The employee in Ogilvie Construction Ltd v Brown had for many years been a general foreman for a construction company. While working on the "Hungry Horse" project he was told he was to be promoted to site manager. However, the employee was concerned about the additional hours involved. He raised this in an email at the time and continued to mention it several times during the period from June to November 2014. He also made clear to his employer that he would be happy to be replaced and work standard hours. No action was taken and ultimately, on 24 October 2014, the month before the Hungry Horse project was due to complete, he emailed his employer a letter headed "4 weeks notice" and stating "Just to confirm I would like to give you notice to finish up in four weeks from this position."
In a telephone conversation with his employer on 26 October he discussed the email he had sent and commented that, although he was willing to work in a foreman role, as there was none on offer he was "happy to move on". The next day the employer sent him a letter accepting his resignation. The employment ended on 21 November and that day he sent another email saying "if things pick up and you are looking for a foreman, then let me know".
The Tribunal upheld the employee's constructive unfair dismissal claim. The employer had breached its contractual duty to the employee by requiring him to work excessive hours and ignoring his complaints and this amounted to a fundamental breach of contract entitling the employee to resign.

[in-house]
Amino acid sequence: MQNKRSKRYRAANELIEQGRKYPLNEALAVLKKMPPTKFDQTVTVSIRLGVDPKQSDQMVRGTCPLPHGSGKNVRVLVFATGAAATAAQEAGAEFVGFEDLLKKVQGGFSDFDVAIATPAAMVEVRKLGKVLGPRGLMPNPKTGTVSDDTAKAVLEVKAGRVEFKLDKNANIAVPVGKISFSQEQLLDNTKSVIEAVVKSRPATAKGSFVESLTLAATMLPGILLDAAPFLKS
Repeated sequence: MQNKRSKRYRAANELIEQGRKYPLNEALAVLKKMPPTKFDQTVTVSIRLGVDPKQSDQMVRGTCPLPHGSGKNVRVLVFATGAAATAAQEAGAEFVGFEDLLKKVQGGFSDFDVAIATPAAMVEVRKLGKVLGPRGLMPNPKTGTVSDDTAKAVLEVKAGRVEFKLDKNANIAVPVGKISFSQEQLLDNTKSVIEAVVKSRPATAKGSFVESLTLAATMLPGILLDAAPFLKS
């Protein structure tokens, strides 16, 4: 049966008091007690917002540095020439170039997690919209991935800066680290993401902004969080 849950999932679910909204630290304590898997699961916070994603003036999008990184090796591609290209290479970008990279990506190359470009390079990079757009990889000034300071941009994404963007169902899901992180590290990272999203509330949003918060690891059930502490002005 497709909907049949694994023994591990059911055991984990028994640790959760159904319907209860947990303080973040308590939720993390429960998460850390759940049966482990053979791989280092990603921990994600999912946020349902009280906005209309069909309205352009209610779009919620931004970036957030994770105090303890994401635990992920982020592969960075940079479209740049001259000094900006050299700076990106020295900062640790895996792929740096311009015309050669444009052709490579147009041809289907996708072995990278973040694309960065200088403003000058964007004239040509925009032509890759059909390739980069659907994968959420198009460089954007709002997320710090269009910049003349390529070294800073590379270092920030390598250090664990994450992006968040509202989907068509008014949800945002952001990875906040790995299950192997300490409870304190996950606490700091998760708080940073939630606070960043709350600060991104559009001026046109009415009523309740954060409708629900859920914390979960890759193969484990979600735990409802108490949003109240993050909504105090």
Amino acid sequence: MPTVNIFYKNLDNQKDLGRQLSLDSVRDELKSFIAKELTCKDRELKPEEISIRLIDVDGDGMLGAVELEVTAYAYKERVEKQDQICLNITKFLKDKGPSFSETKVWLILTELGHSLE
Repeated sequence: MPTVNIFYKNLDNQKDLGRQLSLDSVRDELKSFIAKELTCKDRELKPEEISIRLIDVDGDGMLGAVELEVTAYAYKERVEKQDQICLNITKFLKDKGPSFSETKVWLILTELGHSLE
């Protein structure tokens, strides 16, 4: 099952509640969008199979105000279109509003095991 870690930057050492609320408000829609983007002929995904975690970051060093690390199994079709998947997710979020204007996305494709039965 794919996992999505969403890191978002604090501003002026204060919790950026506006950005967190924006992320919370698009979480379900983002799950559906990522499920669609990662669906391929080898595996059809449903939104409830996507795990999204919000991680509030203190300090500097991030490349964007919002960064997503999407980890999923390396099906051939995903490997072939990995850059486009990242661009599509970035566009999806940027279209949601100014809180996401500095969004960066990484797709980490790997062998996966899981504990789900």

The point seized on by the employer in the appeal was that the claimant had said in his evidence that his 24 October letter was not intended to give notice of termination of employment but rather to indicate that he was giving notice of going back to his general foreman role. The employer argued that the claimant had not resigned and could not therefore claim to have been constructively dismissed.
The EAT dismissed this. The surrounding circumstances all supported the fact of resignation. The employer had sent the claimant a letter accepting his resignation and setting out the arrangements for termination of employment. The claimant had not responded by saying that the employer had misunderstood the position. Quite the contrary – he had gone ahead and arranged alternative employment and had given no indication to the employer that they had misinterpreted his notice by treating it as a resignation. In any event, evidence of a former employee as to his intention is not necessarily determinative; the real test is how the notice would be understood by a reasonable recipient.